Kids & Fitness
By Jazzercise, Inc.
(CARLSBAD, CA) -- The statistics are startling and unsettling. An estimated 25 percent of American children are overweight. Only one in four gets 30 minutes of aerobic exercise daily. And the picture gets bleaker for girls. More than 25 percent of girls (as compared to 17 percent of boys) get less than 2 periods of vigorous activity a week.
Without effective intervention, America's youth will experience an increased risk of heart disease, cancer and diabetes as they age. The need to teach our children healthier lifestyle habits is clearly evident.
"By establishing physical activity as a lifestyle choice in their early years, " says Judi Sheppard Missett, founder and CEO of Jazzercise, "we provide our children with perhaps the most effective preventive medicine. "
Children learn by example, so the more active parents are, the more active their children will be. Here are some ideas to get the entire family moving:
Encourage a love of sports, both competitive and noncompetitive, and create opportunities for participation. This can be as simple as bicycling around town or joining a parks and recreation softball league.
Select a few activities everyone can do regardless of age, such as walking, and pick one or two days a week for a family outing. Take your infants along in bike carts and/or strollers, so they literally grow up with fitness as a natural part of their lives.
Set limits on television. Children have a natural tendency to be physically active, but nothing stifles that urge as quickly as the sedentary act of watching TV.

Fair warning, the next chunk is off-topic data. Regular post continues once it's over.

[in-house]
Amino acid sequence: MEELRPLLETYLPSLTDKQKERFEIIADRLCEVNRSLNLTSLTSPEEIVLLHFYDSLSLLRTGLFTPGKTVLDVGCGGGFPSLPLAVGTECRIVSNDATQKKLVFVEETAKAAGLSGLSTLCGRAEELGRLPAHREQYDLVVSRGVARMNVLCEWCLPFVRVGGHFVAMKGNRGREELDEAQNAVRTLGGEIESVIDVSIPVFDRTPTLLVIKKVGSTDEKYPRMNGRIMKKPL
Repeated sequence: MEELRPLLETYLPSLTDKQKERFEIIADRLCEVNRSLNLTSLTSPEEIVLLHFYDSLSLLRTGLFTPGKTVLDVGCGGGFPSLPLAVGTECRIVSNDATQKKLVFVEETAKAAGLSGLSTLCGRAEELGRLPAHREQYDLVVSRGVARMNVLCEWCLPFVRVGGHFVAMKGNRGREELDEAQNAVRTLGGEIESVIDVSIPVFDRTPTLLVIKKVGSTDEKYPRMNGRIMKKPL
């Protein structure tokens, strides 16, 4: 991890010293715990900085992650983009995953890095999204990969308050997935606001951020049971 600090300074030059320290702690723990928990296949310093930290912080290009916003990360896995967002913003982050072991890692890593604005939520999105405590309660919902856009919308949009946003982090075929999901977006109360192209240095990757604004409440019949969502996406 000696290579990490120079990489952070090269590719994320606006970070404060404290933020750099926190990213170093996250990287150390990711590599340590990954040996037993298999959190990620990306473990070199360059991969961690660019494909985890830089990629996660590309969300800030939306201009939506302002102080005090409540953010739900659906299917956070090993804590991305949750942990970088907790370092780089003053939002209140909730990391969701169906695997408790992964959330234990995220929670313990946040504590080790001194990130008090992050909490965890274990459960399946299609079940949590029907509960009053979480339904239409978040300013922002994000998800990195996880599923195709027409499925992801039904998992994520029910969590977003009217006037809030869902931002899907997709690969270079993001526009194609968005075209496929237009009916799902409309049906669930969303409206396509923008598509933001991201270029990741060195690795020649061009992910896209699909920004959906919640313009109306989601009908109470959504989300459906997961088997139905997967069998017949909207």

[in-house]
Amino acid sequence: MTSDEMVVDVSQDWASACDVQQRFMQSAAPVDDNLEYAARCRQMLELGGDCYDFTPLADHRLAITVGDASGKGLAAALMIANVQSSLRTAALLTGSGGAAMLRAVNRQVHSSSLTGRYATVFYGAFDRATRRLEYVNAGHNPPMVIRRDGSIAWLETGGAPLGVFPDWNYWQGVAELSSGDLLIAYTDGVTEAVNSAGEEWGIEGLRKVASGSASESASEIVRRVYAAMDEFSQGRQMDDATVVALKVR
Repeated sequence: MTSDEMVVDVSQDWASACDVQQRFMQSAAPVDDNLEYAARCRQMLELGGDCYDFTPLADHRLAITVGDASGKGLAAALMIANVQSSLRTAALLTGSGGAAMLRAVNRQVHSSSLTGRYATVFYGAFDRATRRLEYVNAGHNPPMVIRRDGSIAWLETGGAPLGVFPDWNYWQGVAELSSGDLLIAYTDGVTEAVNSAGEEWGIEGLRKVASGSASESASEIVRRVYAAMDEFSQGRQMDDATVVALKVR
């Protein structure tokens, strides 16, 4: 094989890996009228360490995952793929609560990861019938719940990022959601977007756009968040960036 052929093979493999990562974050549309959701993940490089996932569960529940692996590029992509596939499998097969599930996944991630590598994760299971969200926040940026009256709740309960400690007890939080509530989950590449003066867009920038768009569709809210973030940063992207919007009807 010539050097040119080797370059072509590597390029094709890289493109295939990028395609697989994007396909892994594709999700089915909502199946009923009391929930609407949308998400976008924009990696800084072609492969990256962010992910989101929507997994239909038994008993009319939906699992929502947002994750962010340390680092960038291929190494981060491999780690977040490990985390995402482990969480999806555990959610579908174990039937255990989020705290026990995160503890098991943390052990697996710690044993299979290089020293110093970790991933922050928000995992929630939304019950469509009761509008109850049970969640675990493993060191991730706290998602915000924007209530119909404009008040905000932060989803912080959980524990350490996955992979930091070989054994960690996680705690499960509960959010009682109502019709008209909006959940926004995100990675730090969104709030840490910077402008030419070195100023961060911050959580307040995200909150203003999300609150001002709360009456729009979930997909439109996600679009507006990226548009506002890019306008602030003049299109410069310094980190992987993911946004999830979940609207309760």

Look for new ways to incorporate exercise into your daily routine. Walk to the library rather than taking the car. Use the stairs instead of the elevator.
Make walking the dog a group effort. Encourage your children to identify and suggest healthier alternatives as you maneuver through your day.
While children can be incredibly limber, it's important to instill a habit of stretching before
and after exercise. The following stretch targets the muscles that run down the back of the
thigh and lower leg, which are used extensively during walking and most other activities. You
can place your hands on your hips or on a chair, table or your own thigh for support. Extend one
leg to the side, and flex your foot. Bend your supporting knee slightly, and sit into the hip as
you lean toward your extended leg. You should feel a stretch from heel to hip. Hold for 10 to 20
seconds, then reverse the movements to stretch the opposite side. Repeat two to three times as
Be sure to use good posture, keeping your chest lifted and your abdominal muscles engaged to prevent your lower back from arching. Stop at the point where you feel mild tension, and hold there. Never stretch to the point of pain.